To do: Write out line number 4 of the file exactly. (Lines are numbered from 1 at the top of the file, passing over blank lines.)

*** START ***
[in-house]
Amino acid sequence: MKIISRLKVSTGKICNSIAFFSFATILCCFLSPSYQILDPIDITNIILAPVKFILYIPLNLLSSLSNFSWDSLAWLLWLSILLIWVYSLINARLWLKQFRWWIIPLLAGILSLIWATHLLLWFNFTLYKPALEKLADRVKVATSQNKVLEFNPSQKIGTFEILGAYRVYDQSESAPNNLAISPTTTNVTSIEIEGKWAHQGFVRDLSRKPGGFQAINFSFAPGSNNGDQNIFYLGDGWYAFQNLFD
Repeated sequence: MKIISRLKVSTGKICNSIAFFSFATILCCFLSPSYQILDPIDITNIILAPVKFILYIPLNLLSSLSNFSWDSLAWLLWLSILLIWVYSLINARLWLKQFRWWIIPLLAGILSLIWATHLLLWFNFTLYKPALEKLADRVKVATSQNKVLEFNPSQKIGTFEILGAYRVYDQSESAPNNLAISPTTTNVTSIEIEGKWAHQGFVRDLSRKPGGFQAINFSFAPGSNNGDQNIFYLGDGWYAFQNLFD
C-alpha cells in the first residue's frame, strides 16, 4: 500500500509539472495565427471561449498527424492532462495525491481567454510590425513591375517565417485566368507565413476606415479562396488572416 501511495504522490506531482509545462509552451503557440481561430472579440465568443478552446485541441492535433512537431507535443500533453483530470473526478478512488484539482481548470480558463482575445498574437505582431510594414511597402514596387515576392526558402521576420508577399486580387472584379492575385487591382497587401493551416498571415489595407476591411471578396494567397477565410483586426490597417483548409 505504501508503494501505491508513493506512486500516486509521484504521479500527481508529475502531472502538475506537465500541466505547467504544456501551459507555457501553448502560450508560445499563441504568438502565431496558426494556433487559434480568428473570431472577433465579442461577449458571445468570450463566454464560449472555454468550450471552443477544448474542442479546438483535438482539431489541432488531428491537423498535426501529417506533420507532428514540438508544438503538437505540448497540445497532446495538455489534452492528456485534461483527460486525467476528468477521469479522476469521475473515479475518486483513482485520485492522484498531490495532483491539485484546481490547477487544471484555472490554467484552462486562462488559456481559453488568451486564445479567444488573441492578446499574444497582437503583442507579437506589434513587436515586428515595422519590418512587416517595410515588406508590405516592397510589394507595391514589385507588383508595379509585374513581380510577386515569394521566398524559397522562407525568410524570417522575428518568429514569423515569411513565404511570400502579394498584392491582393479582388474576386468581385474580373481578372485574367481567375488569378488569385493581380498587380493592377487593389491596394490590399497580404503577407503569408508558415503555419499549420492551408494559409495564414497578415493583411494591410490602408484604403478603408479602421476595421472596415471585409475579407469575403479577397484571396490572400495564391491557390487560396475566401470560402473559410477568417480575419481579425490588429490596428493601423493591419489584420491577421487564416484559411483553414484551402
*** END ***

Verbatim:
C-alpha cells in the first residue's frame, strides 16, 4: 500500500509539472495565427471561449498527424492532462495525491481567454510590425513591375517565417485566368507565413476606415479562396488572416 501511495504522490506531482509545462509552451503557440481561430472579440465568443478552446485541441492535433512537431507535443500533453483530470473526478478512488484539482481548470480558463482575445498574437505582431510594414511597402514596387515576392526558402521576420508577399486580387472584379492575385487591382497587401493551416498571415489595407476591411471578396494567397477565410483586426490597417483548409 505504501508503494501505491508513493506512486500516486509521484504521479500527481508529475502531472502538475506537465500541466505547467504544456501551459507555457501553448502560450508560445499563441504568438502565431496558426494556433487559434480568428473570431472577433465579442461577449458571445468570450463566454464560449472555454468550450471552443477544448474542442479546438483535438482539431489541432488531428491537423498535426501529417506533420507532428514540438508544438503538437505540448497540445497532446495538455489534452492528456485534461483527460486525467476528468477521469479522476469521475473515479475518486483513482485520485492522484498531490495532483491539485484546481490547477487544471484555472490554467484552462486562462488559456481559453488568451486564445479567444488573441492578446499574444497582437503583442507579437506589434513587436515586428515595422519590418512587416517595410515588406508590405516592397510589394507595391514589385507588383508595379509585374513581380510577386515569394521566398524559397522562407525568410524570417522575428518568429514569423515569411513565404511570400502579394498584392491582393479582388474576386468581385474580373481578372485574367481567375488569378488569385493581380498587380493592377487593389491596394490590399497580404503577407503569408508558415503555419499549420492551408494559409495564414497578415493583411494591410490602408484604403478603408479602421476595421472596415471585409475579407469575403479577397484571396490572400495564391491557390487560396475566401470560402473559410477568417480575419481579425490588429490596428493601423493591419489584420491577421487564416484559411483553414484551402